(m) Silk Moth : The most common silkworm is Bombyx mori. It is found on mulberry leaves in India. The silkworm is dioecious. The female lays about 300-500 eggs in clusters upon the mulberry leaves. The larva which hatches from the egg is called the caterpillar. It possesses mandibulate mouth-parts with which it feeds upon the mulberry leaves. When fully grown, the mature caterpillar larva or silkworm stops feeding. It develops a pair of salivary glands which secrete liquid silk. The liquid silk flows into two ducts to a common exit tube, the spinneret. The silk threads wrap around the body of the caterpillar to form the pupal case or cocoon. Within a fortnight the caterpillar develops inside the cocoon, and becomes the pupa or chrysalis. Pupa forms the adult moth which secretes an alkaline fluid to moisten one end of the cocoon in order to escape to outside.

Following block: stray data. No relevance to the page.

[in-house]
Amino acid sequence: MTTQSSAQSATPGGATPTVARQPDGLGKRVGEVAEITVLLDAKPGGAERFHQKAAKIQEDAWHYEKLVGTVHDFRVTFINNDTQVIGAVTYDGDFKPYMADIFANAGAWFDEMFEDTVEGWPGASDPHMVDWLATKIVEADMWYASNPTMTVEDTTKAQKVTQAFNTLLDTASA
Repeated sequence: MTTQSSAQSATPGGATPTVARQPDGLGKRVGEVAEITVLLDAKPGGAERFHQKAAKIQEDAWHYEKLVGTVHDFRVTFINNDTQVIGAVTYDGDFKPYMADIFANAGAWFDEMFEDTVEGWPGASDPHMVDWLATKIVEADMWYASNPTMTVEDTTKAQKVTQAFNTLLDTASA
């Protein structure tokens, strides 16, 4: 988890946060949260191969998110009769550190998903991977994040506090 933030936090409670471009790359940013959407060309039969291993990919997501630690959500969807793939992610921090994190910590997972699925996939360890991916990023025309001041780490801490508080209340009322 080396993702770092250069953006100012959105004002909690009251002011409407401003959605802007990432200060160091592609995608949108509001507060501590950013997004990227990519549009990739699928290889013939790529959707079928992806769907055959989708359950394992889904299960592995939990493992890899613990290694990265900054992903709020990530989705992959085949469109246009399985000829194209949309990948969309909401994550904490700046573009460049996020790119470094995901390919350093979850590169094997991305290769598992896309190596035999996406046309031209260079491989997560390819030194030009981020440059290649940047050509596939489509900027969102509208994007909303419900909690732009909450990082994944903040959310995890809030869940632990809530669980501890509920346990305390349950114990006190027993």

Sericulture : The rearing of silk moths in order to obtain silk for commercial purpose is called sericulture. For obtaining the commercial silk, the cocoons are treated with hot water to kill the pupae inside. The silk is unwound from the cocoons and twisted into threads of commercial silk. Silk producing species are Antheraea paphia producing tassar silk, A. assama producing munga silk. But best silk is produced by B. mori. Central Sericulture Station is situated in Barhampur, West Bengal. Silk Research and Training Institutes are situated in Ranchi (Bihar), Mysore (Karnataka), and Dehradun (Uttar Pradesh).